Type of entity
Authorized form of name
Alta Lake School
Parallel form(s) of name
- Alta Lake School Board
- Myrtle Philip Elementary School
Standardized form(s) of name according to other rules
Other form(s) of name
Identifiers for corporate bodies
Dates of existence
In 1931, a school assessment appeared on the tax notice even though there was no school. Mrs. Lizzie Jardine Neiland who lived at Mile 34½ (railway measurement from Squamish) in today’s Function Junction area had three sons and one daughter of school age. Her son, Bob said: “When she got the tax notice of $7.50 she got real worked up as money in those days was tight. She started a movement to look into the possibility of building a school.” Mrs. Neiland, along with Mrs. Dorothy Tapley, Mr. and Mrs. Gebhart, Mrs. Law, Mr. and Mrs. Woods, enlisted Myrtle Philip’s assistance in contacting the provincial government with regards to hiring a teacher and to obtain furniture - a job which Myrtle continued with commitment for over thirty years’ service as a School Trustee.
Fundraising began and donations of lumber and building supplies were collected. Elizabeth Woods and her husband Fred, who worked on the PGE Railway, had three school-age children and enthusiastically assisted in raising money. Alex Philip donated $5 and Fred gave $3 himself.
Chris Spencer, owner of a big grocery-department store in Vancouver and a director of the PGE along with Ernie Carson, the local MLA and Blake Wilson, another director of the PGE each contributed $20. When all the money added up the total was between three and four hundred dollars.
It was decided that a community hall that could be used as a school should be built. Bill Bailiff drew up the plans, and the Excelsior Lumber Company in Vancouver sent the lumber at cost. A shingle company followed suit and the PGE cancelled the freight expenses.
Bob Williamson quotes: “The building was built entirely by volunteer labour. Everyone pitched in. Some of the more knowledgeable were responsible for the safe construction…among those were Bill Bailiff, Bill ‘Mac’ MacDermott, Fred Woods, Phil Tapley, Ed Droll, Charlie Lundstrom and Jack Jardine.”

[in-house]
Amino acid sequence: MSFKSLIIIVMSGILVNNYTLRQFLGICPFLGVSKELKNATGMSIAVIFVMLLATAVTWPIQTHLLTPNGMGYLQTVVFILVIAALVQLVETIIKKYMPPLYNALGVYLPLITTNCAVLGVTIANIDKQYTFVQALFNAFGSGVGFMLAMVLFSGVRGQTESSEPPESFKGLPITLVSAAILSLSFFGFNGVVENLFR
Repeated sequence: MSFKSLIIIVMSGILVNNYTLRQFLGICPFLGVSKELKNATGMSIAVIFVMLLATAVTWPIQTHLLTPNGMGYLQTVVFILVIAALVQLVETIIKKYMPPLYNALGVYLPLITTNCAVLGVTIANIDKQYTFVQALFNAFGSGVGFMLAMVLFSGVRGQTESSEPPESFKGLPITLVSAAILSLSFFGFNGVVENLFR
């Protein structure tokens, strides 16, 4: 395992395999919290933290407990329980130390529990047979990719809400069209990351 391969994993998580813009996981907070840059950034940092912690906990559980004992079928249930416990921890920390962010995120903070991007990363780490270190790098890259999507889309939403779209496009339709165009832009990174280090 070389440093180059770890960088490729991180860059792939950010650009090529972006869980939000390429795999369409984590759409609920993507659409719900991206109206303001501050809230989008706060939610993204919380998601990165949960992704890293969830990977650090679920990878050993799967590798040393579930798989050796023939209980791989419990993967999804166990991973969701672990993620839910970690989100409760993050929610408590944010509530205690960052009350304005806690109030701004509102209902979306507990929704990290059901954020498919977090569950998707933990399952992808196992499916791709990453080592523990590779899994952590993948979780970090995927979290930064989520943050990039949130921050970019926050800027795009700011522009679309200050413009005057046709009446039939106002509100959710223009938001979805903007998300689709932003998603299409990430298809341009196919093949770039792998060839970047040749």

Margaret Partridge, an ex-Rainbow Lodge waitress, was the first teacher at the Alta Lake School, teaching for three years and greatly impressing the community. She was devoted to her small class of pupils, encouraging them with their studies so that some completed seven years of schooling in only four. Ten students had to be enrolled at the end of September to allow a teacher to be hired by the Department of Education in the BC Government. The pupils were: Helen, Jack and Pat Woods, Doreen Tapley, Dorothy Thompson, Wilfred Law, Howard Gebhart, Tom Neiland and Bob Jardine. Jack Jardine attended one half-day a week to make the quota. Ed Droll's janitorial work included cutting wood for the potbellied wood-burning heater, sweeping the floors, filling the gas lamps and keeping the outdoor ‘biffies’ spiffy. The second teacher was Betty Woollard, the daughter of Grace Woollard, who had preempted land in 1912 on the east side of Alta Lake. Betty boarded with the Harrops along the Lake, as Margaret Partridge had before her. She also taught for 3 years and contributed much to the community.
The Alta Lake committee maintained their own school house, financed by the Board of Education in Victoria, for 11 years. Then the areas from Britannia Beach to D’Arcy amalgamated to form the Howe Sound School District. The school carried on with various teachers until, in 1942, due to an insufficient number of pupils, the school closed. During the next nine years children either did their lessons at home by correspondence, or lived elsewhere with family or friends in order to attend a school. In 1951, the school re-opened and classes resumed there for five years until the second Alta Lake School was ready.
In October 1956, Dick Wagner, the teacher, walked his class south along the trail to the new Alta Lake School, still located in the townsite area. Located above the Alta Lake Railway Station, its construction was similar to the cottages of that time - under-insulated and plain. But it was bright, had a covered play area, an oil furnace, and, to the delight of the pupils, the luxury of indoor plumbing. The small, uneven playing field, monkey bars, swings, tetherball, hockey sticks and nets allowed the children to have more fun outdoors. A teacherage was also built which provided convenient living quarters nearby. Mel Carrico taught from 1958-1961. He jokingly assumed he was hired because he had three school-aged children who were vitally needed to keep the school open. This family of seven, plus a dog, lived in the two-room teacherage. Only the school building still exists today as a cabinet maker’s shop.
Once skiing began on Whistler Mountain and settlements developed on the east side of the valley, a bigger school was built where today’s Cascade Lodge exists. It opened in 1976, and the name was changed to Myrtle Philip Elementary School in honour of this early pioneer.
Functions, occupations and activities
Mandates/sources of authority
1) Petersen, Florence. "First Tracks: Whistler's Early History."
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Dates of creation, revision and deletion
Revised November 2017.